Two African-American brothers, who’d never run for office before, ousting a veteran incumbent mayor and councilwoman? Many said it was impossible. But thankfully for the Walker brothers, many more believed. And last month, Donald Walker and his younger brother Dwan—by 10 minutes, were sworn in as councilman and mayor of Aliquippa. DYNAMIC DUO—New Aliquippa Councilman Donald Walker, left, and Mayor Dwan Walker pose together after being sworn in Jan. 3 as the first twins to win office in the same election. “And our friend Mark Delon won, too,” said Donald Walker. “No one had ever swept the incumbents in Aliquippa before. In fact, the Democratic Party chairman said he wouldn’t support us because ‘nobody beats the machine.’ I guess he’s supposed to be our friend now.”
Daily Archive: February 8, 2012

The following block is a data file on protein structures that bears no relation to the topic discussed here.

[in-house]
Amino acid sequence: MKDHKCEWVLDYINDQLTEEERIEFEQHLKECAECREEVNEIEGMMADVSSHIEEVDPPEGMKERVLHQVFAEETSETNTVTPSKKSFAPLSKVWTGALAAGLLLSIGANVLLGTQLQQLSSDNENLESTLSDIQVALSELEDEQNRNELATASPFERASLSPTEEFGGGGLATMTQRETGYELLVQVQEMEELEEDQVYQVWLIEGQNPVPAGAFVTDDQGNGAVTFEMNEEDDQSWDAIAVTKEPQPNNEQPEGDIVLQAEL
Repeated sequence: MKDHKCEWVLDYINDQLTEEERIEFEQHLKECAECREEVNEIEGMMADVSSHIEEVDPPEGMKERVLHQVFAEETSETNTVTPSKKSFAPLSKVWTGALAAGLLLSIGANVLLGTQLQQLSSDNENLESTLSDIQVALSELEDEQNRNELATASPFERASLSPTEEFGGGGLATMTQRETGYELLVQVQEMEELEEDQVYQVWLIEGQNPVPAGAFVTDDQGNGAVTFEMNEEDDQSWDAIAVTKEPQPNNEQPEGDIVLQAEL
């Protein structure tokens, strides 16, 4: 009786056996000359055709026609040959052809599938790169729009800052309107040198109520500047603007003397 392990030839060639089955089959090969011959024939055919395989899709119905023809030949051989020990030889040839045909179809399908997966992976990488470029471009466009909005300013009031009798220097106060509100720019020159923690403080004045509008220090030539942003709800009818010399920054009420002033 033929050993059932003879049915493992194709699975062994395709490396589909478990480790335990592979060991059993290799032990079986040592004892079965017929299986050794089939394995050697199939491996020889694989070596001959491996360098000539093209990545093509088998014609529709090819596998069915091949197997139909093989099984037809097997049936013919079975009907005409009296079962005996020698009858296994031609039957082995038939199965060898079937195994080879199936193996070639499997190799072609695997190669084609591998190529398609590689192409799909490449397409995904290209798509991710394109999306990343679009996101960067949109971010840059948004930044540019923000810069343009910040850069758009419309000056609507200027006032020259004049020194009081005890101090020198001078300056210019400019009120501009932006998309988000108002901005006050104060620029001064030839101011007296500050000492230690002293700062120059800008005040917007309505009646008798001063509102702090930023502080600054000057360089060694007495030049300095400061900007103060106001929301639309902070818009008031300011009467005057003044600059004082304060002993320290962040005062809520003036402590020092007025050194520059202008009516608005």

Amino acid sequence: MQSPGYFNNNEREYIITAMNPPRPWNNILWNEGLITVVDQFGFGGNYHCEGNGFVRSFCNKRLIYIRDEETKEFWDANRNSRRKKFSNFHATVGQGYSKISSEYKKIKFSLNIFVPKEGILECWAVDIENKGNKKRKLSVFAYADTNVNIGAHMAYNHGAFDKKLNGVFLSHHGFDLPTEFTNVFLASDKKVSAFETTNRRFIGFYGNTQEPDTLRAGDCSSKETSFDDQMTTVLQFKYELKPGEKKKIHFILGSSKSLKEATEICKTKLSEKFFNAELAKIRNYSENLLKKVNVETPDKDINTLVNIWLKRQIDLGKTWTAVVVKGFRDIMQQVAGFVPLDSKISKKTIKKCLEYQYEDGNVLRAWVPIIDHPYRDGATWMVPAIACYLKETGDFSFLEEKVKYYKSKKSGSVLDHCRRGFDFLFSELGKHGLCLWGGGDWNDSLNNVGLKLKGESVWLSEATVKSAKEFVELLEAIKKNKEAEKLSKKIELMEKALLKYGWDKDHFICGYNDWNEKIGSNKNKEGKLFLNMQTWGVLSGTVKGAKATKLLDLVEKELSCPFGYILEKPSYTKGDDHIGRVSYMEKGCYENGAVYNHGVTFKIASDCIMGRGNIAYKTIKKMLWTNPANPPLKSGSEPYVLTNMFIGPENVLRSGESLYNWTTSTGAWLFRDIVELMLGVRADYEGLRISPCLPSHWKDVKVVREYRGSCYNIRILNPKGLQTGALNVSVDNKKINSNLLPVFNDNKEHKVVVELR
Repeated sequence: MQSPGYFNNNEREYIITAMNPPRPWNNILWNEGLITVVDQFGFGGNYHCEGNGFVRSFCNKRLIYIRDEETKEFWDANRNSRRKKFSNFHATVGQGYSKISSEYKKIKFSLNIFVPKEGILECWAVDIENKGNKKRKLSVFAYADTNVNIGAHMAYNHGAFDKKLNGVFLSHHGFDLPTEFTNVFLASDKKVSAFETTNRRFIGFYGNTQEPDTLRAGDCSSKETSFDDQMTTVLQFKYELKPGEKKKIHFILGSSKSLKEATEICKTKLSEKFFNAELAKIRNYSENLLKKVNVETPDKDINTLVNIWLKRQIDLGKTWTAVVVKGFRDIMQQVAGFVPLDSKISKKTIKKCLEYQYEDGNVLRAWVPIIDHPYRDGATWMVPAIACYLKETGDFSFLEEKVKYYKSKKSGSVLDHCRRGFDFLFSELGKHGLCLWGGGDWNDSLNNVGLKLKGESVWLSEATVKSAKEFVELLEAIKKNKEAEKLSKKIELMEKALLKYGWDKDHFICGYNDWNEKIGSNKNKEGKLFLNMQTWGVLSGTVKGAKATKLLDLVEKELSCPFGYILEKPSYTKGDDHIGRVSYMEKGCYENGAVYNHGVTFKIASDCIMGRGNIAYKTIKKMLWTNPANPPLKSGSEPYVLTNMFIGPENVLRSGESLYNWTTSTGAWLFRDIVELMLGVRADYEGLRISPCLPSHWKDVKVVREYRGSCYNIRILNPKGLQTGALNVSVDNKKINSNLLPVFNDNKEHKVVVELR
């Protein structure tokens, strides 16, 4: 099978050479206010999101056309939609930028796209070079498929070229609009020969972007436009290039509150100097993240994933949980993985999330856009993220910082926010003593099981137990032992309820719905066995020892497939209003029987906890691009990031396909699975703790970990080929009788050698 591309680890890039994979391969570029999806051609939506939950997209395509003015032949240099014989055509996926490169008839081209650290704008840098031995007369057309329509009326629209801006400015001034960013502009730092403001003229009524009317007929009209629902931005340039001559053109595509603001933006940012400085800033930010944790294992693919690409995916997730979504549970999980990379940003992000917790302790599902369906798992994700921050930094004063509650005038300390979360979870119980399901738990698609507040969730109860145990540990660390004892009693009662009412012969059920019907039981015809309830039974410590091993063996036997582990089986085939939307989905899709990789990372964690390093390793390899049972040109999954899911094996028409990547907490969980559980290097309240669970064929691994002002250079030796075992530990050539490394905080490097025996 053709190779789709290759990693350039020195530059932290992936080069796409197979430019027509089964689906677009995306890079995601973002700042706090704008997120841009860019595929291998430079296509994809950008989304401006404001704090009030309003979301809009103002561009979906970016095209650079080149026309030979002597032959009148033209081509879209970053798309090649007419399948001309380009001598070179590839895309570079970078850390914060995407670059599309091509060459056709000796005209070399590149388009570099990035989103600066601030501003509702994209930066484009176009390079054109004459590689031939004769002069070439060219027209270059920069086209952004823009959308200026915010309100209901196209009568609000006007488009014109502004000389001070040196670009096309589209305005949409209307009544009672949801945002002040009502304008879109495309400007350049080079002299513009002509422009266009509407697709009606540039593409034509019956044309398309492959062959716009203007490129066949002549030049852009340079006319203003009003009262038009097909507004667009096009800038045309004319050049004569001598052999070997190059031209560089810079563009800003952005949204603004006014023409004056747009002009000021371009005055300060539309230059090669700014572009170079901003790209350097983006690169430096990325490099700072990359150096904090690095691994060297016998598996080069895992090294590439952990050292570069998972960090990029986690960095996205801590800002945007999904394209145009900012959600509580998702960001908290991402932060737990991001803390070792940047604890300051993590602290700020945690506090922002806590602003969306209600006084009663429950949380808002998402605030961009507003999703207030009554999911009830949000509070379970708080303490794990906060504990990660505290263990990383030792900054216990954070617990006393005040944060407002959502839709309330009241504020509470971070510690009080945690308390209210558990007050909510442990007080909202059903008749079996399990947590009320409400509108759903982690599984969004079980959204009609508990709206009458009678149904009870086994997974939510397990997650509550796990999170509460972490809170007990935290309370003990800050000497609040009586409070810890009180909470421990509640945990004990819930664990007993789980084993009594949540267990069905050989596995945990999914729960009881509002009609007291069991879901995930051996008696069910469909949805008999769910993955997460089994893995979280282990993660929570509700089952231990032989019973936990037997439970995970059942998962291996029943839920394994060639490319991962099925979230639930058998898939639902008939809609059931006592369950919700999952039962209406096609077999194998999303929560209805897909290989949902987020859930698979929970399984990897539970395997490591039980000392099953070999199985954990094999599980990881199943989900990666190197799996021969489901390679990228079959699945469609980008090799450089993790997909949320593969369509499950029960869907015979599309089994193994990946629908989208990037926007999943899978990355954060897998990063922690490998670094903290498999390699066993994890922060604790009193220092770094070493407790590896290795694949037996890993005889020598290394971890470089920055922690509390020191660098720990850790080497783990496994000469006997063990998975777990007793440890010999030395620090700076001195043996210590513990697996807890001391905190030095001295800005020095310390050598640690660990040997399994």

Over the course of his term, President Barack Obama has received criticism from national Black leaders like Cornel West and Tavis Smiley for his lack of a policy targeting the African-American community. But despite what national media pundits might have the public believe, Obama’s approval rating was approximately 92 percent among African-American voters in late December. BIGGEST FAN—East Hills resident Kimberly Robinson came out to support President Obama. (Photo by J.L. Martello) “I think Barack Obama is our best choice as president and I think he needs to be reelected so that he can continue doing the work he began when he first went into office,” said Lucille Prater-Holliday, Homewood neighborhood team leader for the Obama campaign. “I’m out here everyday and we knock on doors and we make phone calls, and he has a lot of African-American support out here. They respect him and hold him in the highest regard.”